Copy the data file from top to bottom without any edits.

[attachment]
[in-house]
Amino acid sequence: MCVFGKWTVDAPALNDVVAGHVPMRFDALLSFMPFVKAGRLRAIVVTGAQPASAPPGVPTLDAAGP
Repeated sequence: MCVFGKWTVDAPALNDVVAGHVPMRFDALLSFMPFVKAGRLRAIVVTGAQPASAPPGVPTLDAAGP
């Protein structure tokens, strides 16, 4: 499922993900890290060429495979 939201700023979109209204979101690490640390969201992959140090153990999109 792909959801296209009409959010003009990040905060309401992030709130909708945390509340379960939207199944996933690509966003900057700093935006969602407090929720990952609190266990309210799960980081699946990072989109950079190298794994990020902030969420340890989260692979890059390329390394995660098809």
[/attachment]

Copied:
[in-house]
Amino acid sequence: MCVFGKWTVDAPALNDVVAGHVPMRFDALLSFMPFVKAGRLRAIVVTGAQPASAPPGVPTLDAAGP
Repeated sequence: MCVFGKWTVDAPALNDVVAGHVPMRFDALLSFMPFVKAGRLRAIVVTGAQPASAPPGVPTLDAAGP
């Protein structure tokens, strides 16, 4: 499922993900890290060429495979 939201700023979109209204979101690490640390969201992959140090153990999109 792909959801296209009409959010003009990040905060309401992030709130909708945390509340379960939207199944996933690509966003900057700093935006969602407090929720990952609190266990309210799960980081699946990072989109950079190298794994990020902030969420340890989260692979890059390329390394995660098809």